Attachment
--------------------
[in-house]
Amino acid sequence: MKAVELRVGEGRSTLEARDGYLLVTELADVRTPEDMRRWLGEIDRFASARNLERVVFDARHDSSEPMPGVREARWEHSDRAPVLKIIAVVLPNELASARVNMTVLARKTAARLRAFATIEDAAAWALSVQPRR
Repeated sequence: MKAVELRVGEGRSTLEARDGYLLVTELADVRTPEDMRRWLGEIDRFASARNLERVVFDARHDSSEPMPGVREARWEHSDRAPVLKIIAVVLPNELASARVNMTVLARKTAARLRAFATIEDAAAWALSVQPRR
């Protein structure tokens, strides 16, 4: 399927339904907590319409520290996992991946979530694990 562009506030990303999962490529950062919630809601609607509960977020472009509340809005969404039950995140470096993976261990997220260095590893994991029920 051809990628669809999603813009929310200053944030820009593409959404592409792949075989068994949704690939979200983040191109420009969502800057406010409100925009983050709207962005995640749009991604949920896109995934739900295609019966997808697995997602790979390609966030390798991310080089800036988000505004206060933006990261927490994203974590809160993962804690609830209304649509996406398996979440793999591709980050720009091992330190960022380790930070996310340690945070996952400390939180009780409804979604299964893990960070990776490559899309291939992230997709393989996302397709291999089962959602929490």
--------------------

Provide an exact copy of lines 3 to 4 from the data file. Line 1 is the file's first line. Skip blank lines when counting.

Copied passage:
Repeated sequence: MKAVELRVGEGRSTLEARDGYLLVTELADVRTPEDMRRWLGEIDRFASARNLERVVFDARHDSSEPMPGVREARWEHSDRAPVLKIIAVVLPNELASARVNMTVLARKTAARLRAFATIEDAAAWALSVQPRR
């Protein structure tokens, strides 16, 4: 399927339904907590319409520290996992991946979530694990 562009506030990303999962490529950062919630809601609607509960977020472009509340809005969404039950995140470096993976261990997220260095590893994991029920 051809990628669809999603813009929310200053944030820009593409959404592409792949075989068994949704690939979200983040191109420009969502800057406010409100925009983050709207962005995640749009991604949920896109995934739900295609019966997808697995997602790979390609966030390798991310080089800036988000505004206060933006990261927490994203974590809160993962804690609830209304649509996406398996979440793999591709980050720009091992330190960022380790930070996310340690945070996952400390939180009780409804979604299964893990960070990776490559899309291939992230997709393989996302397709291999089962959602929490």